Continuing into week #3 for the campaign at the LGS I was paired off against a Chaos Marine player. The game was seize ground with pitched battle deployment and a few catches. First, terrain features were nominated as objectives. Second, as the defender (the Imperial side having lost last week), I had to deploy my entire army first and then the attacker got to decide if he wanted first or second turn.
I put everything out all on the right flank, using a large wall to shield most of my army. He deployed spread across his zone but focusing on the right as there were four of the five objectives here. He decided to take first turn and I failed to seize.
Now, his army was MSU and packing a crap-ton of melta. Having to deploy my entire army meant I wasn’t able to infiltrate Monthu (aka: Shrike), and my Assault Marines. Now, I don’t depend on it but not having the option to infiltrate or outflank really forced my hand in how I had to approach the game. My plan was simple, keep him at range and use my range to take out his mobility and send in my assault units to clean up.
The game was simple awesome. Neither of us was able to take an advantage for long. It was a constant back and forth fight. The opening round he took out four of my five Devastators, leaving me a single missile and then next turn I lost one of my two Land Speeders, severely crippling my ability to deal with him at range. I then got my Assault Termies out of their Land Raider, popped a Rhino and multi-charged the Chaos Marines with Sorcerer and a Predator and destroyed it all. Over the next few turns he took out the Assault Terminators. I retaliated by removing more of his armor and thinning down squads.
The entire game went that way, an eye for an eye and we were both playing tactically sound. Then in a moment of utter brain shutdown I lost the game. We played a full seven turns. Had the game ended on turn #5 we’d have drawn. Turn #6 would have given him a victory. Turn #7 was my chance to pull out a draw.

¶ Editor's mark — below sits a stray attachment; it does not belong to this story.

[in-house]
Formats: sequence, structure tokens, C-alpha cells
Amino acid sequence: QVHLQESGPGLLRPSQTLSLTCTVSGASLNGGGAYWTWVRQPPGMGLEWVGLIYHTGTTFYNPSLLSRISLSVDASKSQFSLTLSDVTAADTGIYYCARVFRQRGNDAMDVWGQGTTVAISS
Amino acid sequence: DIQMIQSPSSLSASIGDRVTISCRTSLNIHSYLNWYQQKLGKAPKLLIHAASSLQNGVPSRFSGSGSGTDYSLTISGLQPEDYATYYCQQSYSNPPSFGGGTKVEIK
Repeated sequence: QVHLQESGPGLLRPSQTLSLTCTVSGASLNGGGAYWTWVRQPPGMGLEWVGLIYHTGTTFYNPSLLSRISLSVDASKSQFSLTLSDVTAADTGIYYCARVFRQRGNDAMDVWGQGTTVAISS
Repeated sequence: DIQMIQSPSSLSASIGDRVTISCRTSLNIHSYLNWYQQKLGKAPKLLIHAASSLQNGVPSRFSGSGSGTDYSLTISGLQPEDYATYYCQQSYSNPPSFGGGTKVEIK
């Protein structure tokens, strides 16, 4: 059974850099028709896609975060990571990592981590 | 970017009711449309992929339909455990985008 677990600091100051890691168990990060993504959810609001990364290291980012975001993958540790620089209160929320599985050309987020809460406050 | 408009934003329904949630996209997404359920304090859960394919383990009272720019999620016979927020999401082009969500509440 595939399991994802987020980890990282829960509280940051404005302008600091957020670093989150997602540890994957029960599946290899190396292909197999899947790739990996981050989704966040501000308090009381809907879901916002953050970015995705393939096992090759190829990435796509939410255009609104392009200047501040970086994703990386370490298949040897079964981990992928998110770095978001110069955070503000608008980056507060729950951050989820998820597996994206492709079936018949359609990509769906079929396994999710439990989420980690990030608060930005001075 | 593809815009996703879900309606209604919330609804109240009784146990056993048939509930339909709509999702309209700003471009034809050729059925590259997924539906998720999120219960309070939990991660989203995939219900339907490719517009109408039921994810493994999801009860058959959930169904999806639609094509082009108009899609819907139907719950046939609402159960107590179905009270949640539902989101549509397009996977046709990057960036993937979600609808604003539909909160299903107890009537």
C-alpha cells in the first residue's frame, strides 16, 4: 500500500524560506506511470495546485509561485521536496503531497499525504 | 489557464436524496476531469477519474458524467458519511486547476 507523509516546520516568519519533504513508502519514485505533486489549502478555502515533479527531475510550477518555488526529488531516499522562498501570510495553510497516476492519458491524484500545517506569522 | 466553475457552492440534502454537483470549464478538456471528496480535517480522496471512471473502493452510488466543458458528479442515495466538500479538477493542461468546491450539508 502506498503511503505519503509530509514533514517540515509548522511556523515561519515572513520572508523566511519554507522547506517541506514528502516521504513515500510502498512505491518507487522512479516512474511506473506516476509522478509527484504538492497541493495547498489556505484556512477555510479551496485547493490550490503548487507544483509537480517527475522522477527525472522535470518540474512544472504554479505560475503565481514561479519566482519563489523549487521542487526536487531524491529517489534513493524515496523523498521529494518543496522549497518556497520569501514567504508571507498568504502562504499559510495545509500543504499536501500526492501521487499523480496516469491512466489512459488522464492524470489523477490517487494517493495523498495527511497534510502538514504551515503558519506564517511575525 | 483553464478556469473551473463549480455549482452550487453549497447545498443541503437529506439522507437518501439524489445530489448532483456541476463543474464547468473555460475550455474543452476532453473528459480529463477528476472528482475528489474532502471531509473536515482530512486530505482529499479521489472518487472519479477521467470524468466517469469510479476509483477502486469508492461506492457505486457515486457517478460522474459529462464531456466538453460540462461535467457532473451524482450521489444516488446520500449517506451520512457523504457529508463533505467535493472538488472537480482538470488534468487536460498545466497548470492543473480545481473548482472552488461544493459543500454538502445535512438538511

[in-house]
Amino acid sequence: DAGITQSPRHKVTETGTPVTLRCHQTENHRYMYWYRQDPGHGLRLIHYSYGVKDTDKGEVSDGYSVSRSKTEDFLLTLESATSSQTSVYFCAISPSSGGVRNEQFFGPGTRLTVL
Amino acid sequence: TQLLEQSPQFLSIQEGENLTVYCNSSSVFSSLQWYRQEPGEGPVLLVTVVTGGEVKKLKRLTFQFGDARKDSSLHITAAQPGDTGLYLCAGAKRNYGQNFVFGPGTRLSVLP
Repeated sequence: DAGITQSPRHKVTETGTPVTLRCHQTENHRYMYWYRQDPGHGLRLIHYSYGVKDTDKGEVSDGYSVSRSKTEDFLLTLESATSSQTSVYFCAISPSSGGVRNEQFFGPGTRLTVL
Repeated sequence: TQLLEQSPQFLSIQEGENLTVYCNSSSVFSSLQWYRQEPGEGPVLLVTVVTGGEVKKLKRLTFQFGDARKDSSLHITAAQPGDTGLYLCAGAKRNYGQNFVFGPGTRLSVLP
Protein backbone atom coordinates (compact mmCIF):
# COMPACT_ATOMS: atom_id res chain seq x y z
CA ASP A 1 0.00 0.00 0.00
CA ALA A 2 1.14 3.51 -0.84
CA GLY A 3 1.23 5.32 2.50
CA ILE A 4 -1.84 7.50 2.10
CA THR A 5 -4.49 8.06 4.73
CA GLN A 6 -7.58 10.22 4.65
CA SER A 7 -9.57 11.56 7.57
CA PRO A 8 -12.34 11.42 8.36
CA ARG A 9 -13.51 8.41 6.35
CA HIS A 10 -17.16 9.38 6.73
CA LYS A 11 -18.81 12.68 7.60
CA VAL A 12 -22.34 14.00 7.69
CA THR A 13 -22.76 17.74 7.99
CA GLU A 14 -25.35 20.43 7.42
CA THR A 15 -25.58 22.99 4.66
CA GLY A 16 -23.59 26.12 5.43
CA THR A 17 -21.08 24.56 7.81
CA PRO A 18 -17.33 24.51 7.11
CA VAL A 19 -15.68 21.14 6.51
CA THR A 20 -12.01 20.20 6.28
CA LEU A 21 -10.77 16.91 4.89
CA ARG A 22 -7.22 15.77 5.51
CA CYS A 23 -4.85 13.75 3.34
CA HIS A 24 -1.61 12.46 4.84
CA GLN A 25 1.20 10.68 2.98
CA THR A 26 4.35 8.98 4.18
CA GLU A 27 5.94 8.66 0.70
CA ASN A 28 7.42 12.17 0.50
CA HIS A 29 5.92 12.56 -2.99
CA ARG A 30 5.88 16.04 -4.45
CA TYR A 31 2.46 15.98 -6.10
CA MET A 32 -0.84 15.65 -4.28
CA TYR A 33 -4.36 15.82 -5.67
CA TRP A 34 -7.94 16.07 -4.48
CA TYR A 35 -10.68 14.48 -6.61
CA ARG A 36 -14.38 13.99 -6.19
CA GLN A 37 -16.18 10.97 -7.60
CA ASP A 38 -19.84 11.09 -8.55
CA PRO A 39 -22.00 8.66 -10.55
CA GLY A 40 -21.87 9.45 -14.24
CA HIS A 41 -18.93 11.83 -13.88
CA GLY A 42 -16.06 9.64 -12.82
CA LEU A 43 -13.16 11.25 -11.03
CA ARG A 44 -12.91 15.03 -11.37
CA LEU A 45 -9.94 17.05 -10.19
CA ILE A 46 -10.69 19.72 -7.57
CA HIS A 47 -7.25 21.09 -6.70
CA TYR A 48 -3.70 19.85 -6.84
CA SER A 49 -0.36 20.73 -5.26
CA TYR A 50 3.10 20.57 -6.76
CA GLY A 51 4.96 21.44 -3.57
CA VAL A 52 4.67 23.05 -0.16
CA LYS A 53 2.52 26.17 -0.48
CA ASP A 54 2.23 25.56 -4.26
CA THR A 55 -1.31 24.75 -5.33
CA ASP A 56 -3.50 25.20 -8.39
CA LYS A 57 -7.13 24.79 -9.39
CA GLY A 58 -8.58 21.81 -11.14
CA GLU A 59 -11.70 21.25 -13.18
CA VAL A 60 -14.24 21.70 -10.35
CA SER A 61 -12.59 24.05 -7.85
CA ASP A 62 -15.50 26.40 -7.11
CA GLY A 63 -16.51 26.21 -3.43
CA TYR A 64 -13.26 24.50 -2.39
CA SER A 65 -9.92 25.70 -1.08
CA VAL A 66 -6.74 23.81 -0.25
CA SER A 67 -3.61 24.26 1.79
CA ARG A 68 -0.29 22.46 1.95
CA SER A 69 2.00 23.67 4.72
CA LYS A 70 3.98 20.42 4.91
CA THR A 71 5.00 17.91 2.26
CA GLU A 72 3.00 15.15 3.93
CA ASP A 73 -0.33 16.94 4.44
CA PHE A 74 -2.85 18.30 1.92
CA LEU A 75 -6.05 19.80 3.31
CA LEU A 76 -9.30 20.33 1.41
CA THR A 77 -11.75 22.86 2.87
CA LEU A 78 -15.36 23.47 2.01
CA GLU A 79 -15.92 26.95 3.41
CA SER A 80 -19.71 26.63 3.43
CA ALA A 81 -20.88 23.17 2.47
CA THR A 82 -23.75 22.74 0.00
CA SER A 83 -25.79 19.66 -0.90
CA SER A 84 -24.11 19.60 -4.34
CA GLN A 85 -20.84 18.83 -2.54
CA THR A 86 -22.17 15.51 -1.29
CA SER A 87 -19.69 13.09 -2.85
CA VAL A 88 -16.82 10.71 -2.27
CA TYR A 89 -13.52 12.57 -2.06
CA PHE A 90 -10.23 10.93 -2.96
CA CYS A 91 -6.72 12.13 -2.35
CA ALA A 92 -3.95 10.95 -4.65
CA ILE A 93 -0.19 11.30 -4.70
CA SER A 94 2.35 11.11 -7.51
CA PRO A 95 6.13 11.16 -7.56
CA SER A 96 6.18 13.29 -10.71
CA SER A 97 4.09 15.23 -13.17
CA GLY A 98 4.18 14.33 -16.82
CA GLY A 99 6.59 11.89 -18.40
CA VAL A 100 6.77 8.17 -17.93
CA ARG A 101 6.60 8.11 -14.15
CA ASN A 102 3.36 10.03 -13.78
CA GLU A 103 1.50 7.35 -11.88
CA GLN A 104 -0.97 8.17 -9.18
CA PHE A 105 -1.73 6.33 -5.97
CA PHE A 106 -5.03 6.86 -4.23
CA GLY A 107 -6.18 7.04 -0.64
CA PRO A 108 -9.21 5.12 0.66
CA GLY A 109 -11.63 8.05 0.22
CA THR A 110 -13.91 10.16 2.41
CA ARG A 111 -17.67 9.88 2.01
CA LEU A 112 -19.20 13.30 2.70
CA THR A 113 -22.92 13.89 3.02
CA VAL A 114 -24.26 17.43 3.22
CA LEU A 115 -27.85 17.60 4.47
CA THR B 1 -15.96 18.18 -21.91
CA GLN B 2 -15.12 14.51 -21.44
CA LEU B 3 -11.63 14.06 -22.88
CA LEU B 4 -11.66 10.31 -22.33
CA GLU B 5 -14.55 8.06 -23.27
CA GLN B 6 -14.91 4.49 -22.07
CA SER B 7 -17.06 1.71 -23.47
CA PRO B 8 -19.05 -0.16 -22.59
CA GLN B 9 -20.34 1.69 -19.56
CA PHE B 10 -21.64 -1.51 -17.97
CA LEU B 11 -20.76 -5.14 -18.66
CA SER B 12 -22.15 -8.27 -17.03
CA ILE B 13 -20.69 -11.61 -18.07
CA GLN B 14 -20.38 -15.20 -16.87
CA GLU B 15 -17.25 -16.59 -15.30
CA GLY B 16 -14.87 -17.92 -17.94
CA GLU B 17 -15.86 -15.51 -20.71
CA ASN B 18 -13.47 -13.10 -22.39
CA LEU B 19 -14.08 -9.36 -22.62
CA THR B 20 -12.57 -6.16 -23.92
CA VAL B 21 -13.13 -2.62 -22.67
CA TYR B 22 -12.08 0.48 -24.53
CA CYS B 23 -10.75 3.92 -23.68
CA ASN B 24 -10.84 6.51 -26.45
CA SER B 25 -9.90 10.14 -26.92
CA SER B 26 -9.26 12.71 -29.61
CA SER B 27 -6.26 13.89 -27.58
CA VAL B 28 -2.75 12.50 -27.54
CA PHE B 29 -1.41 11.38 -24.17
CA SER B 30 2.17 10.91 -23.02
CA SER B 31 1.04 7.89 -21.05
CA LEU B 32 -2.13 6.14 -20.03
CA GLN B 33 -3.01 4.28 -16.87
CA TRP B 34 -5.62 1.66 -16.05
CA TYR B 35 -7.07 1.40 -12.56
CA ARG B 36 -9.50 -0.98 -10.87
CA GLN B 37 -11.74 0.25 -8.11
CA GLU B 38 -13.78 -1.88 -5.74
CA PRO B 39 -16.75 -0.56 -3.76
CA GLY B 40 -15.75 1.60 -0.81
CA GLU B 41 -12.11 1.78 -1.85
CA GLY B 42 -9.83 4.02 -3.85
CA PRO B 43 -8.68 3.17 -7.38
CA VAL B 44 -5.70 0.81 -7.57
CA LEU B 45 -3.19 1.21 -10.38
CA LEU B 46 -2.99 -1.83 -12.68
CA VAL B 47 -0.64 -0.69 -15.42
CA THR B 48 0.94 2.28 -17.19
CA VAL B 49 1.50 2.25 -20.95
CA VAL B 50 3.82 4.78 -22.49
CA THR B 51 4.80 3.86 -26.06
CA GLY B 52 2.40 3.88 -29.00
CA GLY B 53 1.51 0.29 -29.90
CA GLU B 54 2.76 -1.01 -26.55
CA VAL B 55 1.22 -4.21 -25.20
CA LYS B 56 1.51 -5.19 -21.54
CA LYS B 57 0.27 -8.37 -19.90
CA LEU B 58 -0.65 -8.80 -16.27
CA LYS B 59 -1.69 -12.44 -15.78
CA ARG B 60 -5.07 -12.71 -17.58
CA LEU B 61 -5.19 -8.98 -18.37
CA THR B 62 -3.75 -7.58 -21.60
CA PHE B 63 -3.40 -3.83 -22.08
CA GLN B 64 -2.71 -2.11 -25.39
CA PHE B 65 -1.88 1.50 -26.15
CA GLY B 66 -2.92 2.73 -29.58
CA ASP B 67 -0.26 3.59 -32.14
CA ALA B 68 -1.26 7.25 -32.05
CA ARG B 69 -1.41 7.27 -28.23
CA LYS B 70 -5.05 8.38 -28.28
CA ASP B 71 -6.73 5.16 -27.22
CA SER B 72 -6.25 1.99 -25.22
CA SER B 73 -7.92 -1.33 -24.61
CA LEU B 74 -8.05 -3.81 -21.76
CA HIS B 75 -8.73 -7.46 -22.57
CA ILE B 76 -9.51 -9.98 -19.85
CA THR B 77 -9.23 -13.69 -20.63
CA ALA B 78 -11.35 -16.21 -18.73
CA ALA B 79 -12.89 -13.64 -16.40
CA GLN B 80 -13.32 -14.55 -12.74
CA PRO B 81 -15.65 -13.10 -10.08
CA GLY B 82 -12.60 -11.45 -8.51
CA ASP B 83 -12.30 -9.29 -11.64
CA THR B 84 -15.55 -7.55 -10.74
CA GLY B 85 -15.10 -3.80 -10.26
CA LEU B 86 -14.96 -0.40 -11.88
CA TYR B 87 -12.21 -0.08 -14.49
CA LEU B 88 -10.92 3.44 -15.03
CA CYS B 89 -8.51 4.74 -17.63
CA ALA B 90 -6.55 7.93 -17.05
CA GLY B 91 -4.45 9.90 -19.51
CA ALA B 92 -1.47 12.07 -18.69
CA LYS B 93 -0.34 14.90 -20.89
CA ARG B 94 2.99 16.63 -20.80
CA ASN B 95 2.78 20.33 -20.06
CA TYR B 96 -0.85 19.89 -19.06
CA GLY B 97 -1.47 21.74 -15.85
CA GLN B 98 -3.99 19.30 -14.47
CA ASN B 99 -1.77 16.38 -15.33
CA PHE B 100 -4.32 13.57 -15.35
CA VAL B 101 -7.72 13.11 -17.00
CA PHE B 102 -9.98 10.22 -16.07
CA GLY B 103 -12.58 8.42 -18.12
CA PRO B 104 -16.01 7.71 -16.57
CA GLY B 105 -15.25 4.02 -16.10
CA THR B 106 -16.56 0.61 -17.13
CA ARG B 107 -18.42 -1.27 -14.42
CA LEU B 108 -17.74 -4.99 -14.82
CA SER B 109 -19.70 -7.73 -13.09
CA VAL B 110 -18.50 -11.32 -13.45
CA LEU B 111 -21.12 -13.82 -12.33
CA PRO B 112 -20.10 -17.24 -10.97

Here’s how it went down. He was holding one objective I could not reach. He had a second objective I was contesting with Assault Marines and he had one Chosen contesting an objective. The one I was contesting and he was contesting were about 12″ apart. Now, I had my Tactical Squad in a combat in the board center. What needed to happen was for me to remove the one Chosen on my objective, my Tactical Squad to win combat and consolidate enough to reach the objective the Chosen was at and to continue to contest the other objective. If the plan went correctly I’d draw but I screwed up.
Instead of keeping my ASM contesting the objective I sent them after the lone Chosen. My brain overloaded with the knowledge I had to remove the Chosen and I put almost all available resources to that task. In doing so I lost the match. The Tacts won combat and consolidated to the objective where my ASM removed the Chosen but without contesting that other objective I only held one to his two.
There’s two ways I could have done this correctly. One, keep the ASM where they were contesting and use my Predator to shoot down the Chosen, Tacts consolidate onto objective. Two, move ASM to engage the Chosen and move the Predator to contest the objective, Tacts again consolidate onto objective. I instead had chosen the third failing option. You see, I had last turn on turn #7.
I can’t stop kicking myself over this. I pride myself on being able to see all the moving parts and being able to put them together into a working machine. To be able to string together the required actions needed in a desperate struggle to come out on top, or at least not lose. Instead of seeing the whole picture I become overly concerned with one aspect of an entire plan and let it fall apart. That is the lesson I learned, or more precisely reinforced through error.
All that being said, it was an incredible game. I have not had a game that close in a long time. I’ve had plenty of good games but not so many with neither side truly taking an advantage, with the dice being consistent on both sides and both players struggling for the small gains they made. The only flaw in the game was my own mistake and as hard as I am on myself for it, it was a valuable lesson.